In response to my blog this week about the fireworks at Wells Fargo’s annual shareholders meeting (1000 demonstrators, few dozen arrests), I’ve gotten a number of interesting responses. Although some report that a coalition of unions and other organizations calling itself the “99% Power” intends to target more than 200 meetings, although only a few dozen companies are listed on “The99Power.org.”
Some members suggested the use of virtual shareholder meetings would allow companies to dodge such a problem (a notion I will rebut some other time, but see yesterday’s blog). Some welcomed the challenge – some quivered in their boots. Some journalists even contacted me because they had been frozen out of recent shareholder meetings and wondered if that was legal (more on this later too).
For those planning your annual meeting and it is likely to be the target of demonstrations, I urge you to review the transcripts of the numerous webcasts I have held over recent years on “Conduct of the Annual Meeting” including the great one I held last month (these transcripts are posted in our “Annual Stockholders’ Meetings” Practice Area). You want to be prepared – but not overreact either.
In addition, wunderkind tabulator Carl Hagberg has graciously posted these excerpts from his most recent issue of the “Shareholder Service Optimizer” on his site:
Also check out these “Basics” materials from Carl…
A Revamped Nasdaq Website: Access to Many Useful Materials
From Suzanne Rothwell, Several years ago, I participated in a webcast on this site with Mike Emen, Senior Vice President, Nasdaq’s Listing Qualifications Department. At that time, Mike mentioned that he was starting to do the legwork to revamp how the Nasdaq rules were posted, add more FAQs and exemption/interpretative letters and generally make information more available online regarding listing standards, corporate governance and compliance requirements to assist companies and their advisors. All this – and more – has been accomplished. In addition, Nasdaq currently is in the process of changing hard-copy listing and other filing/notification forms to electronic submissions.
Given so many changes to the Nasdaq website, some practitioners are having trouble finding the location of these materials. In our “Nasdaq Guidance” Practice Area, we have linked to all of the primary materials. One of these is the “Nasdaq OMX Listing Center,” where a user can create an account in order to complete and electronically submit required forms. The Center now supports the electronic submission of Corporate Governance Certifications and Listing Agreements. Listing Applications, Listing of Additional Shares (LAS) Notification Forms and Requests for Rule Interpretations.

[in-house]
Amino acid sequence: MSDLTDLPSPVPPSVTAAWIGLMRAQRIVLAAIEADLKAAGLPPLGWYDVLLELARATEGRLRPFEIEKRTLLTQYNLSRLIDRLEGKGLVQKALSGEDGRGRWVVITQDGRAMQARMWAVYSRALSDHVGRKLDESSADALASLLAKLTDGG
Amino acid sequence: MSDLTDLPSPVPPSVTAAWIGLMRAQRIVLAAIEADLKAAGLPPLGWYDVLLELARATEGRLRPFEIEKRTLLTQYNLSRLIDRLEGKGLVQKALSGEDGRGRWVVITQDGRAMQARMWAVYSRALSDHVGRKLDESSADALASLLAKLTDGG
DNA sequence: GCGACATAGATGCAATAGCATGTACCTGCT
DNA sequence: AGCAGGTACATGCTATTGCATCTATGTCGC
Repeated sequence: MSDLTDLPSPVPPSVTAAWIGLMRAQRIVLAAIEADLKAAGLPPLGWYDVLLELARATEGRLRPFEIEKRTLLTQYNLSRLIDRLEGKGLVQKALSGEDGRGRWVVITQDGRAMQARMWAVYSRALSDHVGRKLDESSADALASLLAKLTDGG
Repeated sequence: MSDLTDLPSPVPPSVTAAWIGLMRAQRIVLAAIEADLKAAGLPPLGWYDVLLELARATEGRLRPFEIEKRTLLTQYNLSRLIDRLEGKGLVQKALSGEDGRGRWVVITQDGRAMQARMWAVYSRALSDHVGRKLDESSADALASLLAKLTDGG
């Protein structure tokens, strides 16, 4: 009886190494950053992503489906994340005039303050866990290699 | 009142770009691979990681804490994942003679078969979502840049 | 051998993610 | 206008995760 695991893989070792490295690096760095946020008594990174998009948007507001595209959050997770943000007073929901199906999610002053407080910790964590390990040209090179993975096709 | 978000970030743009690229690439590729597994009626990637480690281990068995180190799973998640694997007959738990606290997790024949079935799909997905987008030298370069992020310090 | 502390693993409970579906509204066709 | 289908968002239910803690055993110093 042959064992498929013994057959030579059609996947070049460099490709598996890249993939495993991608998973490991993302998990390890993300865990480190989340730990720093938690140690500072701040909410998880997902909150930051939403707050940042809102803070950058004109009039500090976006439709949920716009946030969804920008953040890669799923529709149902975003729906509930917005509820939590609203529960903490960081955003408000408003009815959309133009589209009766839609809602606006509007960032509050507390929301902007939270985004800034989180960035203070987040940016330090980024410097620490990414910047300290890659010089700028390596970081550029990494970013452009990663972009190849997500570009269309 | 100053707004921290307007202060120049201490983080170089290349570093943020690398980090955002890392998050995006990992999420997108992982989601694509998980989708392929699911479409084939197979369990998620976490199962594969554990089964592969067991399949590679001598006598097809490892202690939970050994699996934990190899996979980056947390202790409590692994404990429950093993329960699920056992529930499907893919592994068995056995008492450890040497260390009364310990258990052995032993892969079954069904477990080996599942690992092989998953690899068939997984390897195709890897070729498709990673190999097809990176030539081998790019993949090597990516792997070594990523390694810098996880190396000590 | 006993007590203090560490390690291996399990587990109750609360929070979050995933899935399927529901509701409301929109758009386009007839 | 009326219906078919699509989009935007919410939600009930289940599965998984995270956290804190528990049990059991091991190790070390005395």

More on our “Proxy Season Blog”
We continue to post new items regularly on our “Proxy Season Blog” for TheCorporateCounsel.net members. Members can sign up to get that blog pushed out to them via email whenever there is a new entry by simply inputting their email address on the left side of that blog. Here are some of the latest entries:
– Proxy Advisors Vary Greatly In Withhold Recommendations
– Labor Fund to Challenge Omission of Auditor Rotation Proposals
– Even More on “Benchmarking the Number of ‘Executive Officers'”
– Director Troubles: What Now?
– H-P Gives Activist Shareholder Board Seat
– Online Annual Meetings Begin to Click
– Doing Diligence for Related Person Transactions: How Far Do You Go?
– California: New Law Requires Contractors to Comply with SEC Conflict Minerals Reporting Obligations
– Reaching Out to Largest Investors Prior to Annual Meeting
– Broc Romanek